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Anal Fissure

Anal Fissure Causes

The most common cause of anal fissures is large or hard stool passing through the anal canal during bowel movements. Other causes include: Constipation and straining during bowel movements, inflammation of the anorectal area, such as is caused by inflammatory bowel disease, anal sex.

Anal Fissure Definition

An anal fissure is a small tear in the lining of the anal canal. Frequently in infants' ages 6 to 24 months, anal fissures are less likely to develop in older children. Adults may generate anal fissures as a result of passing hard or large stools during bowel movements.

Anal Fissure Diagnosis

Your doctor will ask you for your medical history and do a physical exam, including inspection of the anal region. In many cases of anal fissure, the tear is seen.

Anal Fissure Symptoms and Signs

The major signs and symptoms of an anal fissure include: Pain or burning during bowel movements that eases until the next bowel movement, bright red blood on the outside of the stool or on toilet paper or wipes after a bowel movement, itching or irritation around the anus.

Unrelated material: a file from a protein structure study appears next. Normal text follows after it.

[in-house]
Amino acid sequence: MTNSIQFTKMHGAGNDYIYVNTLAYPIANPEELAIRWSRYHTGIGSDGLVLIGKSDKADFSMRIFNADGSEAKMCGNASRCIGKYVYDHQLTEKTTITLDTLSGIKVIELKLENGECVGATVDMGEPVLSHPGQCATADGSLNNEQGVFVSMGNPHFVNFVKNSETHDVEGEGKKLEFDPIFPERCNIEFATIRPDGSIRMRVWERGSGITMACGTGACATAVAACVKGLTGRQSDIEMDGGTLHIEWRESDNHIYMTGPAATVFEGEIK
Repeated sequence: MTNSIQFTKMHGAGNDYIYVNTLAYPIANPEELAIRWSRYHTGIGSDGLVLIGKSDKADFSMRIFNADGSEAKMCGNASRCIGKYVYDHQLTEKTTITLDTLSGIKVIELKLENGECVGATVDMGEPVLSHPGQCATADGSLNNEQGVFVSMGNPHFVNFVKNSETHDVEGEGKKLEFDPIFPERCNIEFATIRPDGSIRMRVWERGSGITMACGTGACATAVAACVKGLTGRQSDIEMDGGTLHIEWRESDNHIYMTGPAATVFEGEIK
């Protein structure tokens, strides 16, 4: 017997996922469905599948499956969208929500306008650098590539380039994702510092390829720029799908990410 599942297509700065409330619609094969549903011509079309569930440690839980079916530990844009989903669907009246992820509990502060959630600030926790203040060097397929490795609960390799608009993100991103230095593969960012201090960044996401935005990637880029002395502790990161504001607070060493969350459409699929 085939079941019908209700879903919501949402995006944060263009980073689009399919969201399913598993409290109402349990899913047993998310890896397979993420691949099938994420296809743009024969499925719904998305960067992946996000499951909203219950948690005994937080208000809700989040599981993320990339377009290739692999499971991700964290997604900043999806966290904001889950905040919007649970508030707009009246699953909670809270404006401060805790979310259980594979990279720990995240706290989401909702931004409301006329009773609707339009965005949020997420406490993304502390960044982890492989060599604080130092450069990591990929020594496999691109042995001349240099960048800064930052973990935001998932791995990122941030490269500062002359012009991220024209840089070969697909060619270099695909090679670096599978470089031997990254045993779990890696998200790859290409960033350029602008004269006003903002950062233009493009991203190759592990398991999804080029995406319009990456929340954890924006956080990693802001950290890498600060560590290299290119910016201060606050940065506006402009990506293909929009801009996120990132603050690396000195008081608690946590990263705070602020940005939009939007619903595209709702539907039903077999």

Anal Fissure Treatment

Anal fissures are fairly common and usually heal without treatment or with nonsurgical treatments. Symptoms may be gone within two weeks, but it may take up to eight weeks for the tear to heal. If the tear doesn't heal within six to eight weeks, however, you may require surgery. For babies, the only interference necessary may be changing the diaper regularly and keeping the anal area clean.

Drugs used for treatment of Anal Fissure

Diltiazem Cream

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